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Code orange in the new academic year… for security

The new academic year has started. Albeit under code orange owing to the threat of coronavirus infection. But educational institutions need to keep an eye on the possible infection of their computers and IT network, as well. Because educational institutions are increasingly the favourite target of cybercriminals.

In the past few months and years, more and more attacks have been seen at educational institutions, from secondary schools to big school groups and universities. One of the institutions that fell victim recently is the Luca School of Arts. Following a cyberattack, their internet line and impacted servers had to be switched off to contain the hackers’ footprint. ‘The hackers got in via a phishing email that a member of staff clicked on. Now, six months later, we are still working flat out to restart the IT facilities in a reinforced environment’, says Wim Pauwels, Head of Infrastructure at the LUCA School of Arts. To prevent such occurrences in the future, the LUCA IT team has taken a raft of measures for the new academic year. For instance, they have invested in a solution that monitors incidents at the end points 24/7 and they have implemented a new, reinforced infrastructure.

In addition to ransomware attacks, a wide range of other techniques are used against educational institutions. The most frequent are DDoS attacks and fake invoice scams where the aim is to try and intercept the flow of payment transactions. But unlike in the business world, hackers do not target educational institutions because of the money. Such establishments are not rich. They do have research data that may be of interest to hackers and for industrial espionage. But in general, hackers set their sights on the education sector because it is particularly vulnerable. Factors that play a role here include the many contact points with the network (owing to the thousands of students) and the open culture intended to stimulate creativity and research.

The institutions are also vulnerable because hackers remain active all the time: at the weekend, after class time or in the school holidays, but they are often operating from other time zones, too. Smaller educational institutions in particular, with limited IT teams, such as the LUCA School of Arts, do not have 24/7 capacity. Whereas for a good security policy you need a 24/7 service provision that continuously checks the systems and takes immediate action as soon as malicious activity occurs. This is crucially important to limit the impact of an incident. It’s also the reason why the LUCA School of Arts has opted for a 24/7 threat monitoring service. A smaller educational institution can no longer do everything itself. The teams are often small and they do not have the necessary in-house cybersecurity knowledge. For this reason, and with the budget in mind, too, the institution opted for a managed security service.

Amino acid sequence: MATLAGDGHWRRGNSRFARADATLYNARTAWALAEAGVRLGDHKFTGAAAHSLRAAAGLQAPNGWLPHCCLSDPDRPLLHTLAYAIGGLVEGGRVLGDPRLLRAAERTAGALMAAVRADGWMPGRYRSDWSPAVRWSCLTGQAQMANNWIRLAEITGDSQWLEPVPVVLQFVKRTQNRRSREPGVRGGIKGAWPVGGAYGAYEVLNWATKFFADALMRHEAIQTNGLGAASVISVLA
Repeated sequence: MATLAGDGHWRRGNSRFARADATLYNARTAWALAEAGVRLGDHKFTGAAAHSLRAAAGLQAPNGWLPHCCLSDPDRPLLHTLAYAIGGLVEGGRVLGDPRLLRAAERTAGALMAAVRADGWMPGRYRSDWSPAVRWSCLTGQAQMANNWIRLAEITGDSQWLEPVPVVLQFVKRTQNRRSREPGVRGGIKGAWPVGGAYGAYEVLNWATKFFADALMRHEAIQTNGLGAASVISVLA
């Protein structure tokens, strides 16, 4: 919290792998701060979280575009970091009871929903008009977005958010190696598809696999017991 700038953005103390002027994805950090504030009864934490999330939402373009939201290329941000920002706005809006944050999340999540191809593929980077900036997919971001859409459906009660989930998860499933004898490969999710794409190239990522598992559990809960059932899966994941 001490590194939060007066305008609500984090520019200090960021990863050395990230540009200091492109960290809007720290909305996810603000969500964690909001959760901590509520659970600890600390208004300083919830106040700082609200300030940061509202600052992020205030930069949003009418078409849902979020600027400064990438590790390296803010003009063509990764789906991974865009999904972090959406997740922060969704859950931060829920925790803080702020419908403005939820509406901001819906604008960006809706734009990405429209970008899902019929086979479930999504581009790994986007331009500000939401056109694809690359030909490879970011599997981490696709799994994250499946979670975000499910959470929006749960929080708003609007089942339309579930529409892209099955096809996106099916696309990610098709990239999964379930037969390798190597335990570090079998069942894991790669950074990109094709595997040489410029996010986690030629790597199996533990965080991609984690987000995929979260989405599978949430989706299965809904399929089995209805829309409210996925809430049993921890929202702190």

What educational institutions can do

It’s important that as an institution, you know your vulnerabilities. Where are the weak points? Are the users insufficiently aware? Do you have a network that is too open? Or a weak Privileged Access policy? Or do your weaknesses lie elsewhere? You can opt to train your end users, segment your network and implement vulnerability management.

Cybersecurity on the agenda

Cybersecurity was already high on the list of priorities among IT teams. They are more alert, although in the past few months their attention has focused on introducing online distance learning. This alertness is starting to increase at management level, too. Particularly as several educational institutions (in Maastricht, Antwerp, Genk, the LUCA School of Arts, etc.) have recently been hit by a cyberattack. They have seen the impact that this can have. So for some time now, more and more management boards have started releasing the necessary resources for cybersecurity. More and more institutions are also beginning to do their sums, impact vs costs. Prevention is still better than cure.

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